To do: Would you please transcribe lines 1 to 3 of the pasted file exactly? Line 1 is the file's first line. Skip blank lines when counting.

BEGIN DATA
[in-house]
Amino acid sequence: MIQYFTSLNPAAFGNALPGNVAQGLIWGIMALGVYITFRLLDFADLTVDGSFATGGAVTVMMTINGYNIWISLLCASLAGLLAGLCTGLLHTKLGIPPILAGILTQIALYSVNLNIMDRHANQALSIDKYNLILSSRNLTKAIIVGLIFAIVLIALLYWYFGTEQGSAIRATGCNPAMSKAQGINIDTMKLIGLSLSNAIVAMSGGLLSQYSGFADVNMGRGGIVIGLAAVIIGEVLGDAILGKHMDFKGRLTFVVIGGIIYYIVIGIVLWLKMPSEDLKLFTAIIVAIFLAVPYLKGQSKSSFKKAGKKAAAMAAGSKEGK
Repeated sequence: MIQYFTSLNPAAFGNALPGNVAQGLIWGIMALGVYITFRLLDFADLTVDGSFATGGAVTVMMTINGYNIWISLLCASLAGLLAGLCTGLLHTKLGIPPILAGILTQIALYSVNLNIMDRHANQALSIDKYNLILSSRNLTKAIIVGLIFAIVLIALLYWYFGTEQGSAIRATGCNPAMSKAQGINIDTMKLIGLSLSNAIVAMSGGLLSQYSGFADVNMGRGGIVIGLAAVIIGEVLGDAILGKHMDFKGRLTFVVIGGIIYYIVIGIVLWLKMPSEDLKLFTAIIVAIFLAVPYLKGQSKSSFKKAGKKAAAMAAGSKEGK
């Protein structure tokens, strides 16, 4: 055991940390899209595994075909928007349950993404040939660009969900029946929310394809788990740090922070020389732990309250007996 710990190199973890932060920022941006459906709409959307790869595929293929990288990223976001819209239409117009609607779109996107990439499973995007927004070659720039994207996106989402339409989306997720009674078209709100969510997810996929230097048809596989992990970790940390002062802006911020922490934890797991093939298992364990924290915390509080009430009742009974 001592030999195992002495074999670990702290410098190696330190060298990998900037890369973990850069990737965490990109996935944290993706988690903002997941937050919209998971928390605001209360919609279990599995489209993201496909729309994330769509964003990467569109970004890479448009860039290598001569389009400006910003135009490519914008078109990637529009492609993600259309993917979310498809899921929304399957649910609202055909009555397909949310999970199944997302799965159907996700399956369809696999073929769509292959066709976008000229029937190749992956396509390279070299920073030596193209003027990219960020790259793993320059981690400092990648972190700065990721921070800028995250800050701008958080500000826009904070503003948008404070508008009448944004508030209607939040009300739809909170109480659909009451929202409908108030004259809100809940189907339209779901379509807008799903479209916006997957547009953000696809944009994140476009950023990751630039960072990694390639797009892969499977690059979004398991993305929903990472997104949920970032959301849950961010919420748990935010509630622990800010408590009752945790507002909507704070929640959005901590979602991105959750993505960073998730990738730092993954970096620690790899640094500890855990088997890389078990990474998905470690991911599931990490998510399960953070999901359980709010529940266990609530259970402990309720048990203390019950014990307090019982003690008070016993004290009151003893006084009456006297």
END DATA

[in-house]
Amino acid sequence: MIQYFTSLNPAAFGNALPGNVAQGLIWGIMALGVYITFRLLDFADLTVDGSFATGGAVTVMMTINGYNIWISLLCASLAGLLAGLCTGLLHTKLGIPPILAGILTQIALYSVNLNIMDRHANQALSIDKYNLILSSRNLTKAIIVGLIFAIVLIALLYWYFGTEQGSAIRATGCNPAMSKAQGINIDTMKLIGLSLSNAIVAMSGGLLSQYSGFADVNMGRGGIVIGLAAVIIGEVLGDAILGKHMDFKGRLTFVVIGGIIYYIVIGIVLWLKMPSEDLKLFTAIIVAIFLAVPYLKGQSKSSFKKAGKKAAAMAAGSKEGK
Repeated sequence: MIQYFTSLNPAAFGNALPGNVAQGLIWGIMALGVYITFRLLDFADLTVDGSFATGGAVTVMMTINGYNIWISLLCASLAGLLAGLCTGLLHTKLGIPPILAGILTQIALYSVNLNIMDRHANQALSIDKYNLILSSRNLTKAIIVGLIFAIVLIALLYWYFGTEQGSAIRATGCNPAMSKAQGINIDTMKLIGLSLSNAIVAMSGGLLSQYSGFADVNMGRGGIVIGLAAVIIGEVLGDAILGKHMDFKGRLTFVVIGGIIYYIVIGIVLWLKMPSEDLKLFTAIIVAIFLAVPYLKGQSKSSFKKAGKKAAAMAAGSKEGK